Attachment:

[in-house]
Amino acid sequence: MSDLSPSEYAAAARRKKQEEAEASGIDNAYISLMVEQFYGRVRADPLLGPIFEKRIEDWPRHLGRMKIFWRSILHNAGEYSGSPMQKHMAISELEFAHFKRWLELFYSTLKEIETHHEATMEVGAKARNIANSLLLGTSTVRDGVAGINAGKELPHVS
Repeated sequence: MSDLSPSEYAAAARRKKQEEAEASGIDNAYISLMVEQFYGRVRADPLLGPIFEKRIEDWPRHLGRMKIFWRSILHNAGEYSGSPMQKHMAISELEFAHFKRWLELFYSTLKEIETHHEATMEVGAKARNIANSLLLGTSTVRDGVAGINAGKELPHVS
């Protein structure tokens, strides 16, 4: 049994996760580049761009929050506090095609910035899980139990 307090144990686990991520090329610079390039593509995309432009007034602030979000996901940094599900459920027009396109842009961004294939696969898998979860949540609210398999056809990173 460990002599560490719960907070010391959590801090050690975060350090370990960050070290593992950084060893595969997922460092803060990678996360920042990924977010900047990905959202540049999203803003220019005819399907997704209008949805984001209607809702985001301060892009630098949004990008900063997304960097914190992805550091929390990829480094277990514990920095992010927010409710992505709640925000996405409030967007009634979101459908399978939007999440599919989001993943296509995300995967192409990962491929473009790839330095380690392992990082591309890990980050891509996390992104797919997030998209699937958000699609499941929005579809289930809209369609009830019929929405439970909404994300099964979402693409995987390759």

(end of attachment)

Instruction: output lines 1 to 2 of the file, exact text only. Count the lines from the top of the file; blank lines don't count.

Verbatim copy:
[in-house]
Amino acid sequence: MSDLSPSEYAAAARRKKQEEAEASGIDNAYISLMVEQFYGRVRADPLLGPIFEKRIEDWPRHLGRMKIFWRSILHNAGEYSGSPMQKHMAISELEFAHFKRWLELFYSTLKEIETHHEATMEVGAKARNIANSLLLGTSTVRDGVAGINAGKELPHVS